• The intent of the parties – When the document itself doesn’t offer sufficient information, the court may be able to look outside the document for such information as the parties’ previous actions and other written communications between the parties.

Equally important is the need to maintain a good relationship with your tenant.

Tenants should feel like they are partners in the process of maintaining the property. Their involvement and interest in their home help landlords save time and money.

 

How to Insulate Yourself from Expenses with a Great Lease

Owning a rental property can be expensive, and if you’re not careful, you can end up footing the bill for repairs or damages that should be the tenants’ responsibilities.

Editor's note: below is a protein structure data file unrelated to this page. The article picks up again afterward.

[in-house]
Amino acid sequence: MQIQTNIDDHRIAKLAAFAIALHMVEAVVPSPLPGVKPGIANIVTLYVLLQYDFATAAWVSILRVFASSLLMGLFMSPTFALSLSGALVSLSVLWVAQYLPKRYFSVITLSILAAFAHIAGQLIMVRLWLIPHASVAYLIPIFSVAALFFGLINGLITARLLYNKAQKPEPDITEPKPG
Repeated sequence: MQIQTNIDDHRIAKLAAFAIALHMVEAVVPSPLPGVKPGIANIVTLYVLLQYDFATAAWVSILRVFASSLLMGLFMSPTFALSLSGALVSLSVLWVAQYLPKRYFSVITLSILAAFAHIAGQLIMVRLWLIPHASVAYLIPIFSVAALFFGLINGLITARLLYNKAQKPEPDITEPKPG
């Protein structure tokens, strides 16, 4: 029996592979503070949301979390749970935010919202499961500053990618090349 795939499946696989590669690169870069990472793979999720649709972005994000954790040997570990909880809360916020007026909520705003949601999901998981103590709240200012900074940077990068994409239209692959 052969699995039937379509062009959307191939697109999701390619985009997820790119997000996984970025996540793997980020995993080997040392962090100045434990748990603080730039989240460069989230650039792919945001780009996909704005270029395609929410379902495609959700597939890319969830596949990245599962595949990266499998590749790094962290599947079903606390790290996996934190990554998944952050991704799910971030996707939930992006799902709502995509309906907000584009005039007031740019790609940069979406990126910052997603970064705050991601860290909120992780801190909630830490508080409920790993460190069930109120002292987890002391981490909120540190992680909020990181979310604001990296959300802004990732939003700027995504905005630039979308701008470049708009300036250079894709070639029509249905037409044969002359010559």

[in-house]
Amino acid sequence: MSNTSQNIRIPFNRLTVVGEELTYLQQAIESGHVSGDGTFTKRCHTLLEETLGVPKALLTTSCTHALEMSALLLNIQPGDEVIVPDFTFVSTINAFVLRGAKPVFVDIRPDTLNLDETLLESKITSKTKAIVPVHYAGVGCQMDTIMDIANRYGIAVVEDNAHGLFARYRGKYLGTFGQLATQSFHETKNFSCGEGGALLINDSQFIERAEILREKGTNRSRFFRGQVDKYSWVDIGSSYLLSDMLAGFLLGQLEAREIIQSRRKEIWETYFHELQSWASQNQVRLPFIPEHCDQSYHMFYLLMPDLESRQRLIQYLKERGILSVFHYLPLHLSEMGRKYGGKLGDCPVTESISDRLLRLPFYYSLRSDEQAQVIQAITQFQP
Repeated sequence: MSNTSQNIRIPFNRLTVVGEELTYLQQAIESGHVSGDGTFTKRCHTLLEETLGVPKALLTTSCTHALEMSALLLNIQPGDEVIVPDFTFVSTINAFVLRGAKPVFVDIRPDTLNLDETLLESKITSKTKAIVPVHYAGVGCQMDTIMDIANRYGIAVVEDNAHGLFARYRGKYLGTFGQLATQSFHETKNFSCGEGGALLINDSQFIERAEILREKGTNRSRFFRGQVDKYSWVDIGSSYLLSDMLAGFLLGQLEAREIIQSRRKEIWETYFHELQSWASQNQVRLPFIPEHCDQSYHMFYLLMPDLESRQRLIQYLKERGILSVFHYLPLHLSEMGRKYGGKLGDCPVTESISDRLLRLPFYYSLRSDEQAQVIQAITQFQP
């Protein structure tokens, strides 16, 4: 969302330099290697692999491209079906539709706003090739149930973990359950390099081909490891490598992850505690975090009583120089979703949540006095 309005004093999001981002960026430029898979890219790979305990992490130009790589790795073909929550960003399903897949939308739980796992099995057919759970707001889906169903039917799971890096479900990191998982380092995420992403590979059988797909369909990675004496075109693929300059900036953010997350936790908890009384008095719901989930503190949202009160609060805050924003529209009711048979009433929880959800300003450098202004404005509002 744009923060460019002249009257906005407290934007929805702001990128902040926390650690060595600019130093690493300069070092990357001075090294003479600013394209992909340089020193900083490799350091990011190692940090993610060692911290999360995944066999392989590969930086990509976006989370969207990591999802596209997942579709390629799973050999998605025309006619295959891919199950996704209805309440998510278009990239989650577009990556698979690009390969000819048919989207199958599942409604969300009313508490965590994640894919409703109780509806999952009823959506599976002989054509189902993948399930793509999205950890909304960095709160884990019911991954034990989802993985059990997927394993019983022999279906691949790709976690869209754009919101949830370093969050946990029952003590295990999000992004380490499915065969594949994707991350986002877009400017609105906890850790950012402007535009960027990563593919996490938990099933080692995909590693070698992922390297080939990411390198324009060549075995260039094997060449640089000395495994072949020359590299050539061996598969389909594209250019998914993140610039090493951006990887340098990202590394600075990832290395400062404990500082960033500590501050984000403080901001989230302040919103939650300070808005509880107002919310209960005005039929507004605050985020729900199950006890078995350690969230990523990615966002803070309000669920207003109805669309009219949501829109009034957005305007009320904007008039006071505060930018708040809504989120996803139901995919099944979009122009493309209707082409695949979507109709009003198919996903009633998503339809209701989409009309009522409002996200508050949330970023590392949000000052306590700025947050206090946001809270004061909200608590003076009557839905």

One important way to insulate yourself from such expenses is to write a great lease that covers as many contingencies as possible and clearly specifies the financial responsibilities of all parties.

While regulations vary from state to state, there are some important items that should be included in any lease or rental agreement.

Names of All Tenants and Limits on Occupancy

Every adult living in the unit should be named and should sign the lease.

This way, each person becomes responsible for the rent and any other terms of the lease.

If one tenant leaves or can’t pay for some reason, you can legally collect the entire rent from any one of the tenants named in the lease.

You, as the landlord, have the right to screen and approve who and how many people live in your property.

So, the lease should clearly indicate that only the adults who signed the lease and their minor children can occupy the unit.

This way, you can evict a tenant who moves someone else in or sublets the unit without notifying you.

Rent and Deposits

The lease should clearly state the amount of rent, when it’s due and how you expect to receive it, such as by mail or delivered to you personally.

Make all details as clear as possible, including the following:

  • Acceptable forms of payment